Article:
1578 - Francesco de Sande, the third Spanish colonial governor of the Philippines, writes King Philip II a brief report about his March-May 1578 expedition from Manila to the southern island of Borneo in the bid to secure the submission of the natives to the Spanish crown; de Sande, who earlier established the southern Luzon city of Nueva Caceres, enabling the arrival of the first Franciscan priests in 1577 in the Southeast Asian archipelago, also requests the king for a reward and promotion for his victorious campaign
against the early native Muslims as a result of which the Bornean
sultan became submissive to Spain; earlier in 1521, Spain "discovered"
[translation: first learned about] the islands of what they would later call the Southeast Asian archipelago following Spain's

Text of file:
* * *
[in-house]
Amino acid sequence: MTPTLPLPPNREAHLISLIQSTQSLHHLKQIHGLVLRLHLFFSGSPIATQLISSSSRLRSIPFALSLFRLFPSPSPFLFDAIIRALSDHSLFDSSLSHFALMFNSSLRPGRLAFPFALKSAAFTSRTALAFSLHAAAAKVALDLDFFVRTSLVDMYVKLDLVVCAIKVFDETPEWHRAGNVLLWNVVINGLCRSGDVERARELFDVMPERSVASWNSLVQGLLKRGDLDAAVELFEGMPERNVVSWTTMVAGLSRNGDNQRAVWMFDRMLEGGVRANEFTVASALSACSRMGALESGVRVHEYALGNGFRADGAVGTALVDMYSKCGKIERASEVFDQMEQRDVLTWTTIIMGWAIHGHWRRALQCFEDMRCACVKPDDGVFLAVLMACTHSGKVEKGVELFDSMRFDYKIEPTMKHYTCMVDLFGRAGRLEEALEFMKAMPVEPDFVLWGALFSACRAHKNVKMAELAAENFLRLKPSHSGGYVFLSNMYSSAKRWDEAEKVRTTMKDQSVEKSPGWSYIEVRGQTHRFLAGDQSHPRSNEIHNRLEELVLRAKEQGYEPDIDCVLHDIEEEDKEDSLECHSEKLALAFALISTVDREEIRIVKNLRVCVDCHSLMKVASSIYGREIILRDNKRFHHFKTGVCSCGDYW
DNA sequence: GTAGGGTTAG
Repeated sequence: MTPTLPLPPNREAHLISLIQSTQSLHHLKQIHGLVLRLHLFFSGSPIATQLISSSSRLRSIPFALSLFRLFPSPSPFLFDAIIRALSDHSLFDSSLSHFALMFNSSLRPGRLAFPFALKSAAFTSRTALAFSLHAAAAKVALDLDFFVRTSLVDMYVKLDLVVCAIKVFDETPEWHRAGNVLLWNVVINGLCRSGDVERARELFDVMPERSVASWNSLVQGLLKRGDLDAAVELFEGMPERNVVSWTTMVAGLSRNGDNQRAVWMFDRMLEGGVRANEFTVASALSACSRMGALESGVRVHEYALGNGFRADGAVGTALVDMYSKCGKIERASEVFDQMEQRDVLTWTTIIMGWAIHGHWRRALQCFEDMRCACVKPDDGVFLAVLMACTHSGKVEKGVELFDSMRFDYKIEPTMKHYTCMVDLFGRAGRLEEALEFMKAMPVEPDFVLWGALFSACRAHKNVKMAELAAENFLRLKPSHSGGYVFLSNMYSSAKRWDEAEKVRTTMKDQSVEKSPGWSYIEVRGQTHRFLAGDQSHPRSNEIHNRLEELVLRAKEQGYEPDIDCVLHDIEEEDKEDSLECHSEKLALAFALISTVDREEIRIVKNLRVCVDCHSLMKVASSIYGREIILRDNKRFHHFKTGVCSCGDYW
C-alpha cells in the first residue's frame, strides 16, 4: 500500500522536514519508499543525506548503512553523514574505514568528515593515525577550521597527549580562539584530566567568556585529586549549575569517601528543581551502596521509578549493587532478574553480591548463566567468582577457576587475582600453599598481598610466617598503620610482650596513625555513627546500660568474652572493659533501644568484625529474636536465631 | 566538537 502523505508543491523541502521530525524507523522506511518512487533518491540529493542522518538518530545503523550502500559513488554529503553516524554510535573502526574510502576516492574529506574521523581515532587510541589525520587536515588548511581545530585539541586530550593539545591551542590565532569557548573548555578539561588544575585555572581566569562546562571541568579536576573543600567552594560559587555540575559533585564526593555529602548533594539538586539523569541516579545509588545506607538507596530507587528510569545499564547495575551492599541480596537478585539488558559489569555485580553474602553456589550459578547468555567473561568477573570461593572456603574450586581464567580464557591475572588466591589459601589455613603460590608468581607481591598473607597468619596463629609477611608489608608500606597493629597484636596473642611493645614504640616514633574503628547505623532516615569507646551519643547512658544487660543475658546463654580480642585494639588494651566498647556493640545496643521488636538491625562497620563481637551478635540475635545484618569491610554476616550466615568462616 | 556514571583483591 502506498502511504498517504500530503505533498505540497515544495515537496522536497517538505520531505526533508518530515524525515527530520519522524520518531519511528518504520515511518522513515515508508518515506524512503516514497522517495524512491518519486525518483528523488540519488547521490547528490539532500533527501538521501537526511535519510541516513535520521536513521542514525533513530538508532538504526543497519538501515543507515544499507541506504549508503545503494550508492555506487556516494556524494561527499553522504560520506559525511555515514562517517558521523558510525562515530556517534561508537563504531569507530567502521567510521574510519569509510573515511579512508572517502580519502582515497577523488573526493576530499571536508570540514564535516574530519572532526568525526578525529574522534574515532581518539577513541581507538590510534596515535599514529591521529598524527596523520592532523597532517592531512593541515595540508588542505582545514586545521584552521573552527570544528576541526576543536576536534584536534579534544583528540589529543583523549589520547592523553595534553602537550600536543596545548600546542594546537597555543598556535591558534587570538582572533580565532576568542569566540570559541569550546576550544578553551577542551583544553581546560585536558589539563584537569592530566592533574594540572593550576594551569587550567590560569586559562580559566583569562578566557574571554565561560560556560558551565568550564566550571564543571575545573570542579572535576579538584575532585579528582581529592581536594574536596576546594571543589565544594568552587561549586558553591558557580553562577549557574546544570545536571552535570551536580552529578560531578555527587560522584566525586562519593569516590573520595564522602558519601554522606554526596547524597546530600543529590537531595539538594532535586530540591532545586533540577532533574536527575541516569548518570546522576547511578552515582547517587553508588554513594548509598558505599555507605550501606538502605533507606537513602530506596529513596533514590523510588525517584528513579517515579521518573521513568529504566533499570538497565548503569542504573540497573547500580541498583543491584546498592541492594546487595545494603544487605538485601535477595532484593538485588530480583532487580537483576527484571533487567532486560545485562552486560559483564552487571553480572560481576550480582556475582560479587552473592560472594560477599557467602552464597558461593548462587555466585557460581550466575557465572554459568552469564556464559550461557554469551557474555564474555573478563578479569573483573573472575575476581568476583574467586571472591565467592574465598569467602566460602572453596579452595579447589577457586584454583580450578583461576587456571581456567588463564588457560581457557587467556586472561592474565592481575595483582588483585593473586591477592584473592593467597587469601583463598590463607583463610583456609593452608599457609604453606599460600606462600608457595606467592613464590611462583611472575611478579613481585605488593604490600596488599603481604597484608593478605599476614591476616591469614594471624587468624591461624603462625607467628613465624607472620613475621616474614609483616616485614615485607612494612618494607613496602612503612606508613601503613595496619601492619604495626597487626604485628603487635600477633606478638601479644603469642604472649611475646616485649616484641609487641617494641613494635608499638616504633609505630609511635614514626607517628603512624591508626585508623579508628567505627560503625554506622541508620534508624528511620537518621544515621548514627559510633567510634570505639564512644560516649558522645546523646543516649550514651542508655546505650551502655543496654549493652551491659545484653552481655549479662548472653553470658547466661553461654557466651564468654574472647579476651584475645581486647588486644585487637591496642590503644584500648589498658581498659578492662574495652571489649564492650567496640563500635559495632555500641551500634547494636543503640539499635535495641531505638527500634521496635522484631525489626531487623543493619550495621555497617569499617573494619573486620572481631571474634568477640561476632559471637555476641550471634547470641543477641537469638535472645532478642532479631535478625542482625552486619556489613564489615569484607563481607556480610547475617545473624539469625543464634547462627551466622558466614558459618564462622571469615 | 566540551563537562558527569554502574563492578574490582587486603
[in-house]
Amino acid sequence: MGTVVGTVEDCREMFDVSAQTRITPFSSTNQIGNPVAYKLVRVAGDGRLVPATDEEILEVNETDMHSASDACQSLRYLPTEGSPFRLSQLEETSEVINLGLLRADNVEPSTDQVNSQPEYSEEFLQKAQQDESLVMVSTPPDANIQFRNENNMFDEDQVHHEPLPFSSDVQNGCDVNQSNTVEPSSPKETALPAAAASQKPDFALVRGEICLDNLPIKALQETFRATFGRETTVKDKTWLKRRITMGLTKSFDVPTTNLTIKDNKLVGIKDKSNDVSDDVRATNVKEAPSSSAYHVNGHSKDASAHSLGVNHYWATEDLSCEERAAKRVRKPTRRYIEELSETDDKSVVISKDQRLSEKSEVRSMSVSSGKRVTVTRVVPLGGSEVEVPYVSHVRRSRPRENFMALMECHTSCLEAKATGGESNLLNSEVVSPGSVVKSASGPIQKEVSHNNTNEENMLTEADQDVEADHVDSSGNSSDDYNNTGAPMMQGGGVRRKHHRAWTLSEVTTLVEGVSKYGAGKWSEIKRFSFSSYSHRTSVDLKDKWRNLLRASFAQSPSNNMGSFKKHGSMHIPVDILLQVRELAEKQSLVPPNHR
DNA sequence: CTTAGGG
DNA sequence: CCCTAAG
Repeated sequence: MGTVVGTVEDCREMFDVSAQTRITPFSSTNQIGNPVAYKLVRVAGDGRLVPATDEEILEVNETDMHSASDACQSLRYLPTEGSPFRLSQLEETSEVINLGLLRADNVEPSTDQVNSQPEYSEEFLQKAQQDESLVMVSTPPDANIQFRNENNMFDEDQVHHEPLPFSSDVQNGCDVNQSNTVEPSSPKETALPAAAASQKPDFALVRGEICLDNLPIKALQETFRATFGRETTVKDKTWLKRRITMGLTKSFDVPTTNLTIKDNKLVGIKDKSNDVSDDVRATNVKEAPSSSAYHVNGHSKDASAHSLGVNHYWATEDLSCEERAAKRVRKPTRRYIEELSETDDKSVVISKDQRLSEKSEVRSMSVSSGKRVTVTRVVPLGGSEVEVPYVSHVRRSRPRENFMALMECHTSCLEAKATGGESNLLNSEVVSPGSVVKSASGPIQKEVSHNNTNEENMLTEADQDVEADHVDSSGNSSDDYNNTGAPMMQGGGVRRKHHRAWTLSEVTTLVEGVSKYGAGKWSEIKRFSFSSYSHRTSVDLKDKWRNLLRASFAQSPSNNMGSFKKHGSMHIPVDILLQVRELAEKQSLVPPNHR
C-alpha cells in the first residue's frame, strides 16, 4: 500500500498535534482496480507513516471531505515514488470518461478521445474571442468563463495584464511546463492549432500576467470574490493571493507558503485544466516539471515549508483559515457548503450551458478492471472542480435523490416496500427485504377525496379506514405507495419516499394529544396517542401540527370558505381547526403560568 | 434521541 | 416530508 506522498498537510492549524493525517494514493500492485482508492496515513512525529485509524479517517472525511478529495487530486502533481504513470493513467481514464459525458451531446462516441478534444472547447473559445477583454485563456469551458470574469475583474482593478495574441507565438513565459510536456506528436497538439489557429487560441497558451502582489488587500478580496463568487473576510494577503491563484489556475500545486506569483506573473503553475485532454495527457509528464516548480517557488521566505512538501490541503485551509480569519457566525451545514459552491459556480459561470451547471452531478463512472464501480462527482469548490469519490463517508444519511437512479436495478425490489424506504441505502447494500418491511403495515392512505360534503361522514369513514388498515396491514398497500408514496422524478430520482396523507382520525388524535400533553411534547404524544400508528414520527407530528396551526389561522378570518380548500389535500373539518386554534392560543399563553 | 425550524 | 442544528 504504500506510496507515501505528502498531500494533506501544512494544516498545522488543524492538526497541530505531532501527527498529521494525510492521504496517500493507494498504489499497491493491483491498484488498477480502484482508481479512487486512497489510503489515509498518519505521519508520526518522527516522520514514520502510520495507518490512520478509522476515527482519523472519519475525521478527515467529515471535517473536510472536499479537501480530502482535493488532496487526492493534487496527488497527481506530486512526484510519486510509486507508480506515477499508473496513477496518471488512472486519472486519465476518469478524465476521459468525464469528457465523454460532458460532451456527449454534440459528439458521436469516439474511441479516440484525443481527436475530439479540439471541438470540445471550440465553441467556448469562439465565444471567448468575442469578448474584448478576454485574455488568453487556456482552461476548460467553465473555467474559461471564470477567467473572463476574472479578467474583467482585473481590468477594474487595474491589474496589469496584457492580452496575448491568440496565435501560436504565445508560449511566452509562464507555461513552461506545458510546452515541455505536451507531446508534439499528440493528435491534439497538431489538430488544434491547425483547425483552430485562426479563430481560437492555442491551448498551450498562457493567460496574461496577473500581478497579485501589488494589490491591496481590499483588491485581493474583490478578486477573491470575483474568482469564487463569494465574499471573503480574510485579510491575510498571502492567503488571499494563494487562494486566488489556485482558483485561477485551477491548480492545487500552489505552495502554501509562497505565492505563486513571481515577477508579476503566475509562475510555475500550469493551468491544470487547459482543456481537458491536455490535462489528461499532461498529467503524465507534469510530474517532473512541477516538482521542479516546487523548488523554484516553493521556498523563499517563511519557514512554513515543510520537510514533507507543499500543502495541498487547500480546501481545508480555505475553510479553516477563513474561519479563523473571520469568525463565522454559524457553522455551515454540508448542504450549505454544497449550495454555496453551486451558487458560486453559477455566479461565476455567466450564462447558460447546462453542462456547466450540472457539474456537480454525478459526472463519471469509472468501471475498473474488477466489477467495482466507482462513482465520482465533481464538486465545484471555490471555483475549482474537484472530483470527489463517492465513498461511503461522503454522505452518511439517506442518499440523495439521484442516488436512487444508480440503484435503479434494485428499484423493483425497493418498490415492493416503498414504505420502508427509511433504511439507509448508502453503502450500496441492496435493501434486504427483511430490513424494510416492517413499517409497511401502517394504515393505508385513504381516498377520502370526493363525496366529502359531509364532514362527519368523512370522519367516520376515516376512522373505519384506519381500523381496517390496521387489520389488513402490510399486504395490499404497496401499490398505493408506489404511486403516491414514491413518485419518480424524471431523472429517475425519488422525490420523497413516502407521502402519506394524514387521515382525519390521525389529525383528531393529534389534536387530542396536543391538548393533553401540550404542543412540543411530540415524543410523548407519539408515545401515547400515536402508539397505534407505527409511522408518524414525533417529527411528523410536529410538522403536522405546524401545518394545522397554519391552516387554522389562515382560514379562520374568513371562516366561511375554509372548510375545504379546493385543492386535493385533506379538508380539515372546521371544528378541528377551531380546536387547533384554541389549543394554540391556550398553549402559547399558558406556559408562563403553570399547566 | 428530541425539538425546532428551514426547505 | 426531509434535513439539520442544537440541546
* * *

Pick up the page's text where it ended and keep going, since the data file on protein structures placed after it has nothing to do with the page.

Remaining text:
"discovery" [again, read: first learned about] what they will later name s the
Philippine islands (Islas de San
Lazaro) following the arrival of the ill-fated expedition of Ferdinand Magellan in 1521 who
was killed by chieftain Lapu-Lapu and some 22 years later, the fourth
Spanish colonial expedition, this time headed by Ruy Lopez de Villalobos, reached Baganga Bay, Davao Oriental in the island of Mindanao, Philippine archipelago; another expedition in 1559 marked the beginning of the Spanish colonization of the Philippines when King Philip II sent a mission to conquer said
islands that would later be named after him; earlier, the Spanish
monarchy was convinced that the Philippine islands formed part of the
Spanish zone under the so-called Treaty of Tordesillas demarcation, leading to the full decision to colonize the islands and the native people.